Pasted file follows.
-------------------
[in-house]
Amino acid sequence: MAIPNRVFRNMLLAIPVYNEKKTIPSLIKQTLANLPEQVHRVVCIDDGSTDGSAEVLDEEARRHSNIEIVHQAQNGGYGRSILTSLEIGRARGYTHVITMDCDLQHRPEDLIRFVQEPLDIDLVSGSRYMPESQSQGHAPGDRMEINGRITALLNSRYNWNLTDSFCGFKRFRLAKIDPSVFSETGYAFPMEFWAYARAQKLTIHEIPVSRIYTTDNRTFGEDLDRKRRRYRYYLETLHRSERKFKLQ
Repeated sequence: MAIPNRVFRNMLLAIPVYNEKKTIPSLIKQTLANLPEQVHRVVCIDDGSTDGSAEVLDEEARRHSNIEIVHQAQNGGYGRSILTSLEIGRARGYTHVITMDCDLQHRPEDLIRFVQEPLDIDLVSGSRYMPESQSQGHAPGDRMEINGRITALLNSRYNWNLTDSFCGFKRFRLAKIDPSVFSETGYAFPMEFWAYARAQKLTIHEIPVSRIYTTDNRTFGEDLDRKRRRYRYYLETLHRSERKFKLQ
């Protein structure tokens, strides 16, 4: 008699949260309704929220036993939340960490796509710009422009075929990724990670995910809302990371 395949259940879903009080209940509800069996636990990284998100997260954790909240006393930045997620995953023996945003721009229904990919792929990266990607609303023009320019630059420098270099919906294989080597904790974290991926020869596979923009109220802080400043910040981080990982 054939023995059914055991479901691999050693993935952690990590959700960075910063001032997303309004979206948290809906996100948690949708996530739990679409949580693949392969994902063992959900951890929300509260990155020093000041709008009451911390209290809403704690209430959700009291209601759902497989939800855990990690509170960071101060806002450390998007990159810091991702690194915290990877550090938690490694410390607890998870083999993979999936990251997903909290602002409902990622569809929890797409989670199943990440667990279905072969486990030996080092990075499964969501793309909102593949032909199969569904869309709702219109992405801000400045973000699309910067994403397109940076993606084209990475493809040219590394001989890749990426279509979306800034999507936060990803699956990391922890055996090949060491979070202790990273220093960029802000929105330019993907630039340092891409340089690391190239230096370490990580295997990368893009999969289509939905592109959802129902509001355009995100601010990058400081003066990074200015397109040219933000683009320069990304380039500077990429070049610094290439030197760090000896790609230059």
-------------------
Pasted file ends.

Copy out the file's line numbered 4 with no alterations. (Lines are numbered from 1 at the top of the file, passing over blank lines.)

């Protein structure tokens, strides 16, 4: 008699949260309704929220036993939340960490796509710009422009075929990724990670995910809302990371 395949259940879903009080209940509800069996636990990284998100997260954790909240006393930045997620995953023996945003721009229904990919792929990266990607609303023009320019630059420098270099919906294989080597904790974290991926020869596979923009109220802080400043910040981080990982 054939023995059914055991479901691999050693993935952690990590959700960075910063001032997303309004979206948290809906996100948690949708996530739990679409949580693949392969994902063992959900951890929300509260990155020093000041709008009451911390209290809403704690209430959700009291209601759902497989939800855990990690509170960071101060806002450390998007990159810091991702690194915290990877550090938690490694410390607890998870083999993979999936990251997903909290602002409902990622569809929890797409989670199943990440667990279905072969486990030996080092990075499964969501793309909102593949032909199969569904869309709702219109992405801000400045973000699309910067994403397109940076993606084209990475493809040219590394001989890749990426279509979306800034999507936060990803699956990391922890055996090949060491979070202790990273220093960029802000929105330019993907630039340092891409340089690391190239230096370490990580295997990368893009999969289509939905592109959802129902509001355009995100601010990058400081003066990074200015397109040219933000683009320069990304380039500077990429070049610094290439030197760090000896790609230059």